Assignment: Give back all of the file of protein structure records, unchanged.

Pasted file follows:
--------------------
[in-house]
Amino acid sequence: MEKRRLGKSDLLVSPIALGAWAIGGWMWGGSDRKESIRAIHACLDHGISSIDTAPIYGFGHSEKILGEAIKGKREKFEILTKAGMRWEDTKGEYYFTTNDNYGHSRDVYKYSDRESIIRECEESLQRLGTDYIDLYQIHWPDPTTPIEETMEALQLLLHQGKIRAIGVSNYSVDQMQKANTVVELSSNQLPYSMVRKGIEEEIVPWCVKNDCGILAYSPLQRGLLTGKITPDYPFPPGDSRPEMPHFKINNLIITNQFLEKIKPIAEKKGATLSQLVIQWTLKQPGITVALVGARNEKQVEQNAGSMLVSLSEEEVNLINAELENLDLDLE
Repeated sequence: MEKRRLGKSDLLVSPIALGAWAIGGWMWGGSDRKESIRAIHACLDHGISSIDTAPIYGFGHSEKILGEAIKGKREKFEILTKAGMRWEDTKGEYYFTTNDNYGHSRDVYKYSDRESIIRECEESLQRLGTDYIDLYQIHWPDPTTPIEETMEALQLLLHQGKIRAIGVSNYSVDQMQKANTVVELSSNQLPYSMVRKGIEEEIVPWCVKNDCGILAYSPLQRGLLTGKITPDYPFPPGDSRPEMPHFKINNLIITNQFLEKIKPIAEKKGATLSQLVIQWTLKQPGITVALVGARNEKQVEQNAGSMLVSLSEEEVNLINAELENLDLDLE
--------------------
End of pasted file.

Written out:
[in-house]
Amino acid sequence: MEKRRLGKSDLLVSPIALGAWAIGGWMWGGSDRKESIRAIHACLDHGISSIDTAPIYGFGHSEKILGEAIKGKREKFEILTKAGMRWEDTKGEYYFTTNDNYGHSRDVYKYSDRESIIRECEESLQRLGTDYIDLYQIHWPDPTTPIEETMEALQLLLHQGKIRAIGVSNYSVDQMQKANTVVELSSNQLPYSMVRKGIEEEIVPWCVKNDCGILAYSPLQRGLLTGKITPDYPFPPGDSRPEMPHFKINNLIITNQFLEKIKPIAEKKGATLSQLVIQWTLKQPGITVALVGARNEKQVEQNAGSMLVSLSEEEVNLINAELENLDLDLE
Repeated sequence: MEKRRLGKSDLLVSPIALGAWAIGGWMWGGSDRKESIRAIHACLDHGISSIDTAPIYGFGHSEKILGEAIKGKREKFEILTKAGMRWEDTKGEYYFTTNDNYGHSRDVYKYSDRESIIRECEESLQRLGTDYIDLYQIHWPDPTTPIEETMEALQLLLHQGKIRAIGVSNYSVDQMQKANTVVELSSNQLPYSMVRKGIEEEIVPWCVKNDCGILAYSPLQRGLLTGKITPDYPFPPGDSRPEMPHFKINNLIITNQFLEKIKPIAEKKGATLSQLVIQWTLKQPGITVALVGARNEKQVEQNAGSMLVSLSEEEVNLINAELENLDLDLE